Joan Allen | Interview
Joan Allen has a mom, is a mom-and doesn't want to play one.
Not making the high-school cheerleading squad led Joan Allen to audition for a play. Although the would-be cheerleader—“in these little towns it’s actually a way of being a performer,” the Rochelle native says—has been a Steppenwolf ensemble member since 1977, she hasn’t stepped onto its stage since 1990. On Tuesday 23, she comes home as the inaugural honoree for the fund-raiser Steppenwolf Salutes Women in the Arts, where artistic director Martha Lavey will interview her. The 56-year-old three-time Oscar nominee called from her home in New York.
What are you working on now?
[Laughs] Yes, it is nice actually. I can be with my family. My mother is going through some health issues in Illinois. I feel deeply grateful that I can go and help my siblings and help my mom. If I was shooting The Bourne Supremacy in Berlin, I wouldn’t be there.
What’s going on with your mom?
Well, she’s 92 and she’s basically facing, you know—facing challenges that all the elderly do. She’s been living independently in my little hometown of Rochelle, which is west of Chicago, like, 70 miles. She’s quite a powerhouse.
Rochelle—where you were voted most likely to succeed.
I was of the girls, yeah. It was me and Tim Koritz.
What’s Tim up to, do you know?
Tim is in Rockford and he’s an anesthesiologist and he’s amazing. I touched based with him recently because my mother was needing to undergo surgery, and one of our big concerns was, you know, anesthesia of a 92-year-old. So I Googled Tim.
You once said of playing Pat Nixon: “There are many women like Pat Nixon in the Midwest: restrained, uncomplaining, tough.” Is that also a self-description?
I have some of that. My closest girlfriends are mostly from the Midwest: Rockford, Ohio, Indiana. We share a sense of humor, we have healthy egos, we’re self-sufficient, we take responsibility, we like to be fair. Those are qualities I was raised around.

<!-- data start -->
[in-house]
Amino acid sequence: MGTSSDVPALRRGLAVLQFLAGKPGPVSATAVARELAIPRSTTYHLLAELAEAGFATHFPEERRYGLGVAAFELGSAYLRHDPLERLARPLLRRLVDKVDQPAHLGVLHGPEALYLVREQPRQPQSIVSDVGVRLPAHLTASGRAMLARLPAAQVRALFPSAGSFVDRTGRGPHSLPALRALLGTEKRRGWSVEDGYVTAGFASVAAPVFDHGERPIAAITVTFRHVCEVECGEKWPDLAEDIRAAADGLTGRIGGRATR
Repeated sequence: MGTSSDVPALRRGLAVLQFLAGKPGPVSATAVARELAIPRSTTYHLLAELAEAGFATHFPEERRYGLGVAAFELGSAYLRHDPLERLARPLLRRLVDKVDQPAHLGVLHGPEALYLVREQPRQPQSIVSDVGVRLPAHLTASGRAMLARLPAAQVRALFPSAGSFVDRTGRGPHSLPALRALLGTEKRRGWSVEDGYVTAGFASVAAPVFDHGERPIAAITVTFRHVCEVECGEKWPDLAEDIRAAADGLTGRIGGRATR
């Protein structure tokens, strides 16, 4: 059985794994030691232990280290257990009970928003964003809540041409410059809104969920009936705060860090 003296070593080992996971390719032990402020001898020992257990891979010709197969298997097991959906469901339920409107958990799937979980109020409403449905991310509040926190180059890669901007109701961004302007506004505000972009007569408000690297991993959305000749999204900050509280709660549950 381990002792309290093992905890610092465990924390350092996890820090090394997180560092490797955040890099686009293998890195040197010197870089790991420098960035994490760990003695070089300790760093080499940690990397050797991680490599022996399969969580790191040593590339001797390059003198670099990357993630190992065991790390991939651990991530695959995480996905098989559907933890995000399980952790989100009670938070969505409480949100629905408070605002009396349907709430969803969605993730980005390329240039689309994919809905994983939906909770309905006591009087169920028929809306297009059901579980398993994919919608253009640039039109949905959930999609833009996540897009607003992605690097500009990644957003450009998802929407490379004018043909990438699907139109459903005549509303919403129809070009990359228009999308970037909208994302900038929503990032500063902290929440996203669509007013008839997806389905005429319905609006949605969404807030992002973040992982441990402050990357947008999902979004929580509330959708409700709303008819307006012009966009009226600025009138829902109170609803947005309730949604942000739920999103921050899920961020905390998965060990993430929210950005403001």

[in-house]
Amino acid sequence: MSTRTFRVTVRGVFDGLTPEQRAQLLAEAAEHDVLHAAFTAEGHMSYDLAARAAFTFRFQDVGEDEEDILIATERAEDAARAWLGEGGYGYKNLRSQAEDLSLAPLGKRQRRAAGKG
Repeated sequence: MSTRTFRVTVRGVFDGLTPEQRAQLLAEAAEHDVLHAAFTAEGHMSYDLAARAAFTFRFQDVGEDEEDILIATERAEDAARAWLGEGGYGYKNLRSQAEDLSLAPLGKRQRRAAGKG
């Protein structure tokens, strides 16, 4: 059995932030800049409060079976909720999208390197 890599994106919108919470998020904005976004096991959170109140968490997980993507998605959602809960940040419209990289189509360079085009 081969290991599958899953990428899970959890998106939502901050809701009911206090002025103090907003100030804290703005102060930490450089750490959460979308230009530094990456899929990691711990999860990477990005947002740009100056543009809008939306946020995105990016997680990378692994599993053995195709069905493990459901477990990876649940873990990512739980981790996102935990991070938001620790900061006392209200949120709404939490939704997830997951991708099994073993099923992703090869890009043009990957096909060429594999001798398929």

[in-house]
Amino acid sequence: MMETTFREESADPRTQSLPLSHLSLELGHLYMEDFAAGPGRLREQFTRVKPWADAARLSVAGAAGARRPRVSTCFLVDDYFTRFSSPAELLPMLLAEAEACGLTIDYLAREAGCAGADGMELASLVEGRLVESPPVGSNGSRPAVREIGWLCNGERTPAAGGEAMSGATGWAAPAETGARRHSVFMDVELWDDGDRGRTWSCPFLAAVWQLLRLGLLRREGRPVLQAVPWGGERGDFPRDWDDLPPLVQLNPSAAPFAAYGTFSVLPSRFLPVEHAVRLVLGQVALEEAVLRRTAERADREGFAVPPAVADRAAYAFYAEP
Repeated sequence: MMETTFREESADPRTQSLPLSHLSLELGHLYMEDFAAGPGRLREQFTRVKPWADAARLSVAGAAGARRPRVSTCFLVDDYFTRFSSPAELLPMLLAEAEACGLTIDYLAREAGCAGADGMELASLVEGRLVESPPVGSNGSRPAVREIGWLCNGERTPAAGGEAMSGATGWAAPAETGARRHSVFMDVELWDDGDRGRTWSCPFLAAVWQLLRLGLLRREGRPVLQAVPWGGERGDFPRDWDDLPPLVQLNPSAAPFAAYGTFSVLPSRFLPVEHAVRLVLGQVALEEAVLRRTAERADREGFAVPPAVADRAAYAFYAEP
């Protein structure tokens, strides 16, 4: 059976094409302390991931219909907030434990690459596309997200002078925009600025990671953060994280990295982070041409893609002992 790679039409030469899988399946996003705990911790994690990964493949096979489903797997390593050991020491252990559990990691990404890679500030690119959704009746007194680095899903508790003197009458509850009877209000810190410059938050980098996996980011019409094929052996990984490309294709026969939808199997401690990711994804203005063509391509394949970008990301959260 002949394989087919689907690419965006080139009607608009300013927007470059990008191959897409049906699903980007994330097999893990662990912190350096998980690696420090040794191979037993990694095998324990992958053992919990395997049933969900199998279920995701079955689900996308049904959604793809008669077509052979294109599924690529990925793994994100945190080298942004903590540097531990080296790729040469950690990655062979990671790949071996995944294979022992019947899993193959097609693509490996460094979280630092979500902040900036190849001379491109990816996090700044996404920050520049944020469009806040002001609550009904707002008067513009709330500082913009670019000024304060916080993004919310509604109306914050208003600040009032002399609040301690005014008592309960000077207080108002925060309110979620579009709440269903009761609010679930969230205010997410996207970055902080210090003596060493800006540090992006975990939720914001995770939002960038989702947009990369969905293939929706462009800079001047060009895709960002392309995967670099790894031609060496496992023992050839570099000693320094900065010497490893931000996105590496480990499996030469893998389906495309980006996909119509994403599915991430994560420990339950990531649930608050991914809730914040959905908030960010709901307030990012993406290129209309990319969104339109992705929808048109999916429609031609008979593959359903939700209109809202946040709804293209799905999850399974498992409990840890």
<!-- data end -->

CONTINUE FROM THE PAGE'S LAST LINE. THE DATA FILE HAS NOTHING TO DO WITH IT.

Last year you returned to the stage after two decades away. What kept you out of the theater for so long?
The birth of my daughter. She was born in ’94, and I was pretty sure I was only going to have one child, so I didn’t want to miss it. [And] I was finding stage work not as gratifying and pretty exhausting. I wasn’t quite as interested in doing the same thing night after night after night.
That play, Impressionism, didn’t get the warmest critical reception on Broadway. Will that experience inform your next stage choice?
I don’t think so. I don’t read reviews. I kind of gleaned that it was not received very well, the writing in particular. And I don’t really care. I still would do that play again.
The last play you did before that was at Steppenwolf. What would it take to get you back on that stage?
I really wouldn’t mind doing something there. It’d be kind of cool. But I’m gonna have to wait till my daughter is in college. She’ll be 16 on the 21st. Maybe if she’s away and there would be the right play at Steppenwolf…
Given the occasion for your appearance here, any thoughts on women in the arts today?
I hope it gets to the point where we’re not talking about women in the arts, where we’re just talking about people in the arts. As long as it’s a women-in-the-arts situation, it keeps us separate.
Until then, the obligatory women-in-the-arts question for film actresses over 40: How has Hollywood treated you as you’ve aged?
I’ve done pretty well. I feel fortunate.
So you’re not finding all the good parts going to Meryl Streep first?
She gets probably the top choice, and she’s so wonderful I can see why. There isn’t a lot out there. My agent knows at this point that if you can describe the character they’d be interested in me for as the wife or the mother, I’m gonna say no—the mother of the kid who’s having the adventure, the wife of the husband who’s having the affair—and I’m in a position where I can do that.
A related issue: the pressure on older film actresses to have plastic surgery.
[Laughs] Um, I have not had plastic surgery. I haven’t gone that route.
So how do you look so damn good?
[Laughs] I do go to the gym a fair amount. My mom’s 92 and they’re like, “You’re 92? Are you kidding?” I don’t know. Good genes maybe.
Allen appears at Steppenwolf Salutes Women in the Arts Tuesday 23 at noon at the Chicago Cultural Center.